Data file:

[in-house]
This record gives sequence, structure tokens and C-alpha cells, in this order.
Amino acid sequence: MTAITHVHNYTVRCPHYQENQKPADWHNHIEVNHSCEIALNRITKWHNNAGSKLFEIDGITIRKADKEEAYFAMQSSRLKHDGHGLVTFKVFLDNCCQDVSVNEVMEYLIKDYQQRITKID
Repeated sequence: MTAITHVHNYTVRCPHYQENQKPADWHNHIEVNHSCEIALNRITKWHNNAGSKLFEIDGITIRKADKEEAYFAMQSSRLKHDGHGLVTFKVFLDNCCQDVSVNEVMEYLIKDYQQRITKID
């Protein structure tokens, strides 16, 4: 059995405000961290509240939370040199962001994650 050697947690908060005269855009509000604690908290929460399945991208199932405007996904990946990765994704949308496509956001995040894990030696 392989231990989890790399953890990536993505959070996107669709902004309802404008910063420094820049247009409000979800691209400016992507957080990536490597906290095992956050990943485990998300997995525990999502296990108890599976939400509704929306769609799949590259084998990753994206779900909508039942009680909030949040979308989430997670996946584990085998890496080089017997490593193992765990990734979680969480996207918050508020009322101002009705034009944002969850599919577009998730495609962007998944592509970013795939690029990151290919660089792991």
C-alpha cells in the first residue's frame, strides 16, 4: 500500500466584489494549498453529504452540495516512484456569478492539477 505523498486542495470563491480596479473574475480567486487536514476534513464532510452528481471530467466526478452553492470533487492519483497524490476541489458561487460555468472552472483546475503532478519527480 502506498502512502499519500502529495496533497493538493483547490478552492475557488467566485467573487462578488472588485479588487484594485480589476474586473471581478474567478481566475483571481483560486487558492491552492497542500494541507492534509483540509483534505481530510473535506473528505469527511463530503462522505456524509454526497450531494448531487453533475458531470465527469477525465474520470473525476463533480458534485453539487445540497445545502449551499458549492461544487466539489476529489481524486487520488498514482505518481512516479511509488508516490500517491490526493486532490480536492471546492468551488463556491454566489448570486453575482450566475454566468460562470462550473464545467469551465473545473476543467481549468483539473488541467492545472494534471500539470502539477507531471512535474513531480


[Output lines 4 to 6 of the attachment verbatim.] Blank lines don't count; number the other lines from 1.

Repeated sequence: MTAITHVHNYTVRCPHYQENQKPADWHNHIEVNHSCEIALNRITKWHNNAGSKLFEIDGITIRKADKEEAYFAMQSSRLKHDGHGLVTFKVFLDNCCQDVSVNEVMEYLIKDYQQRITKID
């Protein structure tokens, strides 16, 4: 059995405000961290509240939370040199962001994650 050697947690908060005269855009509000604690908290929460399945991208199932405007996904990946990765994704949308496509956001995040894990030696 392989231990989890790399953890990536993505959070996107669709902004309802404008910063420094820049247009409000979800691209400016992507957080990536490597906290095992956050990943485990998300997995525990999502296990108890599976939400509704929306769609799949590259084998990753994206779900909508039942009680909030949040979308989430997670996946584990085998890496080089017997490593193992765990990734979680969480996207918050508020009322101002009705034009944002969850599919577009998730495609962007998944592509970013795939690029990151290919660089792991």
C-alpha cells in the first residue's frame, strides 16, 4: 500500500466584489494549498453529504452540495516512484456569478492539477 505523498486542495470563491480596479473574475480567486487536514476534513464532510452528481471530467466526478452553492470533487492519483497524490476541489458561487460555468472552472483546475503532478519527480 502506498502512502499519500502529495496533497493538493483547490478552492475557488467566485467573487462578488472588485479588487484594485480589476474586473471581478474567478481566475483571481483560486487558492491552492497542500494541507492534509483540509483534505481530510473535506473528505469527511463530503462522505456524509454526497450531494448531487453533475458531470465527469477525465474520470473525476463533480458534485453539487445540497445545502449551499458549492461544487466539489476529489481524486487520488498514482505518481512516479511509488508516490500517491490526493486532490480536492471546492468551488463556491454566489448570486453575482450566475454566468460562470462550473464545467469551465473545473476543467481549468483539473488541467492545472494534471500539470502539477507531471512535474513531480